Students must satisfactorily complete 32 credits to graduate in addition to specifying a major of study and fulfilling those requirements. The college offers a unique alternative for students who wish to design their own major. However, standardized cross-cutting requirements still apply, though these criteria are fairly broad compared to those at comparable colleges. [21]

Student Life


The small campus of 2,000 boasts more than one hundred clubs and student groups, ranging from professional groups, interests clubs, and social groups. Among them are intramural sports groups, which have a strong presence on campus. There are a vibrant array of intramural teams, ranging from broomball to ultimate frisbee. [22]


Most students live on or directly adjacent to the college campus, fostering a closed and tight-knit community. During the first two years of study, students are required to live on campus in one of the student dorms, while apartments and student-owned housing become available as upperclassmen. [23]


Both inside and outside of the classroom, students at Colorado College have a reputation for being collaborative, intellectual, and adventurous. A 'work hard, play hard' motto is commonly referenced on campus. However, 'play' for Colorado College students is distinctive. Many students share a thirst for outdoor exploration, and can be found hiking, biking, climbing, and skiing, among other things. Colorado College's proximity to the Rocky Mountains and several mountain resort communities create an ideal environment for these types of activities. Students are also active in community engagement activities to advance social justice and sustainability.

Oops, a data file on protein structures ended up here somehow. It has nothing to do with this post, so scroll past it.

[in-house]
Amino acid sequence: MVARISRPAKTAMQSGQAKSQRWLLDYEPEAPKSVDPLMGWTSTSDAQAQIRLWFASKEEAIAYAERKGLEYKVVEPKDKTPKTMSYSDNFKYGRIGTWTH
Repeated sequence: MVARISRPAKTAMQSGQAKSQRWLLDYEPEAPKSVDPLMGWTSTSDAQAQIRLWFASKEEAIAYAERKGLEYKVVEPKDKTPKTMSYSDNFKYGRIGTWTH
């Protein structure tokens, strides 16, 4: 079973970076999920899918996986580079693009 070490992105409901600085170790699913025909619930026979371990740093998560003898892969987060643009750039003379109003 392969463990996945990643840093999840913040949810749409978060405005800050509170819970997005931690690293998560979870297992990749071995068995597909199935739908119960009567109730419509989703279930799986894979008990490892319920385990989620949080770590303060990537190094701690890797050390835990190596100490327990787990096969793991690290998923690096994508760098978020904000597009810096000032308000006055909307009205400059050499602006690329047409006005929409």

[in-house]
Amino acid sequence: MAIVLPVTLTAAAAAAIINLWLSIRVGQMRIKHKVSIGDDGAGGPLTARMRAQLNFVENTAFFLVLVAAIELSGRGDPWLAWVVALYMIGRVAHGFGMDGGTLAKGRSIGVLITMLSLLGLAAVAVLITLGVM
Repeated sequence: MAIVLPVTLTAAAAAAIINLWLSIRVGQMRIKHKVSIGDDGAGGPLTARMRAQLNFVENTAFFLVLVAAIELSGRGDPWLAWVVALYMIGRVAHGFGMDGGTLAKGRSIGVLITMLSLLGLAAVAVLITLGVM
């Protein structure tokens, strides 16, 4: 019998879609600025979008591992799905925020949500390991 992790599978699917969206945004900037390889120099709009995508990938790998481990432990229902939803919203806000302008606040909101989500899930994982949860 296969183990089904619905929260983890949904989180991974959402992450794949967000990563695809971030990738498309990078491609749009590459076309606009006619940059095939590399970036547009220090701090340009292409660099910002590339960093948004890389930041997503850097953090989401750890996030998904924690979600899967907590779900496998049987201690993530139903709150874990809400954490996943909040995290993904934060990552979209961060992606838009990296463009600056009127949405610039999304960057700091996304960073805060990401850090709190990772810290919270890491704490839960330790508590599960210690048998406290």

Cutler Hall, located at 912 North Cascade Avenue, on the Colorado College campus, in Colorado Springs, Colorado. The property is listed on the National Register of Historic Places. Cutler Hall.JPG
Cutler Hall, located at 912 North Cascade Avenue, on the Colorado College campus, in Colorado Springs, Colorado. The property is listed on the National Register of Historic Places.

Many of the earliest campus buildings, including Bemis, Cossitt, Cutler, McGregor, Montgomery, Palmer, and Ticknor Halls, are on the National Register of Historic Places, along with Shove Memorial Chapel and the William I. Spencer Center. Arthur House or Edgeplain, once home to the son of President Chester A. Arthur, is also on the National Register. [24]

Since the mid-1950s, newer facilities include three large residence halls, Worner Campus Center, Olin Hall of Science and the Barnes Science Center, Honnen Ice Rink, Boettcher Health Center, Schlessman Pool, Armstrong Hall of Humanities, and the El Pomar Sports Center. The face of campus changed again at the beginning of the 21st century with construction of the Western Ridge Housing Complex, which offers apartment-style living for upper-division students and completion of the Russell T. Tutt Science Center. The east campus has been expanded, and is now home to the Greek Quad and several small residence halls known as "theme houses."